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Emic (an insiders view) vs. Etic (an outsiders view) perspectivesReligion texts do to not describe a historical reality, they prescribe an ideal view of the vision of reality,what the world should be. Ask: What were the values of the people who wrote and read these texts?India produced Hinduism, Jainism, Buddhism, Sikhism. India has imported Zoroastrianism, Judaism,Christianity, Islam, and Baha'i. The borders of India today were drawn in 1947; in our class, we have amuch broader inclusion of the territory of Pakistan and Bangladesh (South Asia, the IndianSubcontinent).India was religiously pluralistic by the 6thcentury BC and there was a significant degree of syncretism.Today, there are Hindus (80.5%); Muslims (13.5%); Christians (2.3%); Sikhs (1.9%); Buddhists (.8%)-despite being the birthplace, most of the Hindus are refugees from Tibetan cultural areas, and modernconverts to transcend caste status; Jains (.4%). Small numbers of Zoroastrianism, Judaism, and Baha'i.Indus Civilization (now referred to as Harappan). Food production and pastoral society (6500 – 5000BC)- around the Indus River, agrarian society;Regionalization (5000 – 2600 BC);urbanization and integration (2600 – 1900 BC)- high point of the society Golden Age;“Late Harappan Period (regionalization) (1900 – 1000 BC);Vedic literature (1500 – 1000 BC).Characteristics of Indus Civilization. Urbanization, sophisticate artistic expression and production,sophisticated economy of trade between cities and with other civilizations (central Asia, Arabian Gulf,Indian Peninsula, Mesopotamia); urban planning (on a grid, water/sewer systems, water-tightconstruction); technological advancement (ceramics and brick, metal work, bead production); religiouspractices still unknown. Really top notch compared to any other civilization.There is a tempting trend to say that there is a tat for tat equivalence between the early Harappancivilization to modern Hinduism. No way of knowing- largely guess work.Three points!1.) Many have argued (although challenged) that there is not a single religion called Hinduism beforeBritish colonization. Hindu is a Persian word for a geographical region not a religious term. Morelikely to describe themselves as a worshiper of x god/goddess. Perhaps comparable to Christiandenomination. British tradition sought to categorize them, and called them Hindu. Some philosophicalevidence referencing to it as the 14thcentury referring to themselves as Hindu. It is now an acceptedterm by Hindus however.2) Oral versus written. 1500 BC is the origin of the Vedas, 1500 AD is the written format. Writing lendsitself to re-writing, rather than oral tradition with song and verse. Could have been composed earlier.Understanding of the Sanskrit language and the major differences of the language.3) The most unifying element of the many diverse Hindu traditions is deference to the Vedas as themost sacred scriptures. Despite changes in practice, viewing the Vedas as the source of all knowledge isa unifying factor.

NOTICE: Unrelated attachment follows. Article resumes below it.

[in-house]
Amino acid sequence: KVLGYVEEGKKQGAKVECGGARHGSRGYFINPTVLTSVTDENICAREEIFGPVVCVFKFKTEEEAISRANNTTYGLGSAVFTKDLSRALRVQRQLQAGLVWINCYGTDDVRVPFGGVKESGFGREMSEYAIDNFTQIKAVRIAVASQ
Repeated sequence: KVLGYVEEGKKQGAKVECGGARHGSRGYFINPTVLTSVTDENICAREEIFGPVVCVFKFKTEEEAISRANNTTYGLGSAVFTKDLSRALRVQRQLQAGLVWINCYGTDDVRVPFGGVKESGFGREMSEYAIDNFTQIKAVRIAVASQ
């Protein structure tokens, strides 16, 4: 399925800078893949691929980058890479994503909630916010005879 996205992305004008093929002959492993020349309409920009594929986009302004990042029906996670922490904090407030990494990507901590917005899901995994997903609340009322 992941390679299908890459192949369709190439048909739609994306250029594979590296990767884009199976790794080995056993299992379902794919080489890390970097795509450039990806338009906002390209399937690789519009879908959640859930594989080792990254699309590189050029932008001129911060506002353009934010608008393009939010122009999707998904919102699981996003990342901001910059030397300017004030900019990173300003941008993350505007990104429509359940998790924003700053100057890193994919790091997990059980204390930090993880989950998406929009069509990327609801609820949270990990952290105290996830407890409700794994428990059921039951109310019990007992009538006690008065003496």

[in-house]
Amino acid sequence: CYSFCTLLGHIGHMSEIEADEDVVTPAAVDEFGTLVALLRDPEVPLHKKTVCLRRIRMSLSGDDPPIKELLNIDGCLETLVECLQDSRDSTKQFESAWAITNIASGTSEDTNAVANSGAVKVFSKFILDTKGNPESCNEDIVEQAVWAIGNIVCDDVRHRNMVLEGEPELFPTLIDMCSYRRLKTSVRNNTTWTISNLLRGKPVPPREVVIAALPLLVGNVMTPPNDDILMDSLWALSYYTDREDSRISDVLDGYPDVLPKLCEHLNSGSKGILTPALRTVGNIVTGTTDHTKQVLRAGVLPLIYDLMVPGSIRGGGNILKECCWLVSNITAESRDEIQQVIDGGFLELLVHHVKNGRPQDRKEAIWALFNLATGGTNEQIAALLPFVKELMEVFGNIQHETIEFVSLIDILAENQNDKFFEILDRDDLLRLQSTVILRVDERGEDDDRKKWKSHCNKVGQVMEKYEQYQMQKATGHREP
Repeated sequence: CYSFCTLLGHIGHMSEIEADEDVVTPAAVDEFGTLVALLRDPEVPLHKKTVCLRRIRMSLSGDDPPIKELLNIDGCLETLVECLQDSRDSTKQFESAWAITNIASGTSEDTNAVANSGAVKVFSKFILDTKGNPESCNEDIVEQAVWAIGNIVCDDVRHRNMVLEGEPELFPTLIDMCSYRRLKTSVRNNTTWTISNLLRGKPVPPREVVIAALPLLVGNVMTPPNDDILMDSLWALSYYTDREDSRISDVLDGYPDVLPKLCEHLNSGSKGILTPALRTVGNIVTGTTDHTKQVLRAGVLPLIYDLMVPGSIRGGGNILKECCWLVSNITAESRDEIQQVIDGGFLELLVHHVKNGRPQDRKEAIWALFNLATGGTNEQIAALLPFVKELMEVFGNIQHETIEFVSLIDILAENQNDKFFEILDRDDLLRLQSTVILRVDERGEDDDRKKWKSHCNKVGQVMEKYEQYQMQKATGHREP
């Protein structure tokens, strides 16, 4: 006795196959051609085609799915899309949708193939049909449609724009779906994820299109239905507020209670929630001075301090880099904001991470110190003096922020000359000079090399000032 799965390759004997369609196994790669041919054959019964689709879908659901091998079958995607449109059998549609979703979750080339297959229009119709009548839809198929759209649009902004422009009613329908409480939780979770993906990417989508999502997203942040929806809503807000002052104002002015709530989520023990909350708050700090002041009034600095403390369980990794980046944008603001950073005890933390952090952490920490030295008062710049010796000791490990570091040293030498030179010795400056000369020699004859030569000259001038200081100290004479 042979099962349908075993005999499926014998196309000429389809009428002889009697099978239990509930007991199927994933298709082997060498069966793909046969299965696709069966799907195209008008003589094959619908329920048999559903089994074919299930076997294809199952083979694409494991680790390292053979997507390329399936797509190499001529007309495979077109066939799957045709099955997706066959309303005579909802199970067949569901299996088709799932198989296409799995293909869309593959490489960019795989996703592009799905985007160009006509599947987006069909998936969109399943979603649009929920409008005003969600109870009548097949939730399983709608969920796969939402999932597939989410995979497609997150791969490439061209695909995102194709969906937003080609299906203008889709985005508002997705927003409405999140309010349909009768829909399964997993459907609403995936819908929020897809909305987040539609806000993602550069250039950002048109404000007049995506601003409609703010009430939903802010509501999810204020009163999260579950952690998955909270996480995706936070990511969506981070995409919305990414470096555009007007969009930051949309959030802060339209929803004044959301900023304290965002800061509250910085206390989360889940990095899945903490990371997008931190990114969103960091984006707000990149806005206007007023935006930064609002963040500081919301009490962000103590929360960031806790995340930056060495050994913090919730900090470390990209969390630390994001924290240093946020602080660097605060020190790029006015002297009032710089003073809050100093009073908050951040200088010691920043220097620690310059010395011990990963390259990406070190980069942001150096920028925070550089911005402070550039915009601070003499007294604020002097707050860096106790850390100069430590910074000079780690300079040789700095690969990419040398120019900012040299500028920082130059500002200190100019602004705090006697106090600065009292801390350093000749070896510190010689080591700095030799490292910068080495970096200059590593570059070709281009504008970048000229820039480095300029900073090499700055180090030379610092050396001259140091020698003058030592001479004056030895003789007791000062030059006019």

Vocabulary:Sanskrit- (to do/ make, to redo, to remake; the perfect language or the language of the gods)- the